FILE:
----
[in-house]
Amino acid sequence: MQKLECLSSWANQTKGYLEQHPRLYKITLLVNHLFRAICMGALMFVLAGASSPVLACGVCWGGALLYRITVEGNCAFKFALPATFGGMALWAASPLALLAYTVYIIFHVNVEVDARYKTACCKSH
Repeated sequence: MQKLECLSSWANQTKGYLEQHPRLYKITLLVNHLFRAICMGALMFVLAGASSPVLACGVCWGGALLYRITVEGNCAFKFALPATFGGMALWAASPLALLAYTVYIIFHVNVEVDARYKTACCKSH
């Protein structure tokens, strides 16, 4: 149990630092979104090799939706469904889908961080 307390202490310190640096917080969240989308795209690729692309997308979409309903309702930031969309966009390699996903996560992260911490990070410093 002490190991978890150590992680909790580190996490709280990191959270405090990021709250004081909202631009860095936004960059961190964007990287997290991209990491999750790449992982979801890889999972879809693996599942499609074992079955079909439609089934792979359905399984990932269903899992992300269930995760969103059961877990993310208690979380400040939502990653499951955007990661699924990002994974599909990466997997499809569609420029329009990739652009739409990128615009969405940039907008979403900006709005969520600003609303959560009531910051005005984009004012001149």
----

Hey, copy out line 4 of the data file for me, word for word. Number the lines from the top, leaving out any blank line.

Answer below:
């Protein structure tokens, strides 16, 4: 149990630092979104090799939706469904889908961080 307390202490310190640096917080969240989308795209690729692309997308979409309903309702930031969309966009390699996903996560992260911490990070410093 002490190991978890150590992680909790580190996490709280990191959270405090990021709250004081909202631009860095936004960059961190964007990287997290991209990491999750790449992982979801890889999972879809693996599942499609074992079955079909439609089934792979359905399984990932269903899992992300269930995760969103059961877990993310208690979380400040939502990653499951955007990661699924990002994974599909990466997997499809569609420029329009990739652009739409990128615009969405940039907008979403900006709005969520600003609303959560009531910051005005984009004012001149």